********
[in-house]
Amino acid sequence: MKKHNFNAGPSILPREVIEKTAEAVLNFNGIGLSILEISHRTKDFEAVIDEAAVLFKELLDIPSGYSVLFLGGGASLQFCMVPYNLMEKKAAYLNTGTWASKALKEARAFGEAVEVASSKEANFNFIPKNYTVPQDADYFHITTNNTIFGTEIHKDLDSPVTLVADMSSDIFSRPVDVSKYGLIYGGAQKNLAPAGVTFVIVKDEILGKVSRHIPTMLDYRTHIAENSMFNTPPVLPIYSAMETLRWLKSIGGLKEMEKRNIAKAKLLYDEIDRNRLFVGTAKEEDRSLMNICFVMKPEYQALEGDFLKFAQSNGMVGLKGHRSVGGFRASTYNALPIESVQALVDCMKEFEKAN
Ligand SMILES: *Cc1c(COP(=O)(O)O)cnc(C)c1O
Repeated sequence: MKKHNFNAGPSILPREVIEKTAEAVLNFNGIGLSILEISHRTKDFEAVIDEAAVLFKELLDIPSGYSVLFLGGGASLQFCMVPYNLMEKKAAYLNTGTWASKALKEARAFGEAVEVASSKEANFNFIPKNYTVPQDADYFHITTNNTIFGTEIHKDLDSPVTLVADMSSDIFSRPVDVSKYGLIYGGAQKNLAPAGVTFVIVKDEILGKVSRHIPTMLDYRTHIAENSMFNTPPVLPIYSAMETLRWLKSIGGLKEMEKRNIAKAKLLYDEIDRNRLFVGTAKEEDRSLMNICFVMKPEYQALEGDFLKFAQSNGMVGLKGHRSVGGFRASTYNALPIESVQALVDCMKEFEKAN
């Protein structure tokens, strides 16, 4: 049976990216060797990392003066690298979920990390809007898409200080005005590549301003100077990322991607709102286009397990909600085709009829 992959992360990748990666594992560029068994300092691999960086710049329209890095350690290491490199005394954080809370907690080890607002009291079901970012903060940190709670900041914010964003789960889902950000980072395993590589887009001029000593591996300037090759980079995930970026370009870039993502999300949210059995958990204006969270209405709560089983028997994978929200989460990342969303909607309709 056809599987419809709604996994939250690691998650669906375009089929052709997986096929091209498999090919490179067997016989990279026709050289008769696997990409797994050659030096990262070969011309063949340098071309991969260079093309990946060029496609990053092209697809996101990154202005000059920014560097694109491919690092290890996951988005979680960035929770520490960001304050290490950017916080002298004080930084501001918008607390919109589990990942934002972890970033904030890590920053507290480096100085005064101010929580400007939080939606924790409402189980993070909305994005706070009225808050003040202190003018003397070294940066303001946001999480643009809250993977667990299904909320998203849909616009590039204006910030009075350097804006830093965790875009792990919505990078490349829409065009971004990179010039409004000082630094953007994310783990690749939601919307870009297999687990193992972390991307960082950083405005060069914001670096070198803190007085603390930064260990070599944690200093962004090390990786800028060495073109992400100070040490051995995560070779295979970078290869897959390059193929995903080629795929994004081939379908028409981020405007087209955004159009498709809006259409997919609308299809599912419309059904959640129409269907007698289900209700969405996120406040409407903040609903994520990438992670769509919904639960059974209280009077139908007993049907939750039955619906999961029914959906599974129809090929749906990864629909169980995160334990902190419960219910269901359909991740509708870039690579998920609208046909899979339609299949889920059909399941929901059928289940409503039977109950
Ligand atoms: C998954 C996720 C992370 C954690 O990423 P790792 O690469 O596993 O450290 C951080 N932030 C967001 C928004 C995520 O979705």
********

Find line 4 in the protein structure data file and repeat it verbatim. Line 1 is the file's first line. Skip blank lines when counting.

Repeated sequence: MKKHNFNAGPSILPREVIEKTAEAVLNFNGIGLSILEISHRTKDFEAVIDEAAVLFKELLDIPSGYSVLFLGGGASLQFCMVPYNLMEKKAAYLNTGTWASKALKEARAFGEAVEVASSKEANFNFIPKNYTVPQDADYFHITTNNTIFGTEIHKDLDSPVTLVADMSSDIFSRPVDVSKYGLIYGGAQKNLAPAGVTFVIVKDEILGKVSRHIPTMLDYRTHIAENSMFNTPPVLPIYSAMETLRWLKSIGGLKEMEKRNIAKAKLLYDEIDRNRLFVGTAKEEDRSLMNICFVMKPEYQALEGDFLKFAQSNGMVGLKGHRSVGGFRASTYNALPIESVQALVDCMKEFEKAN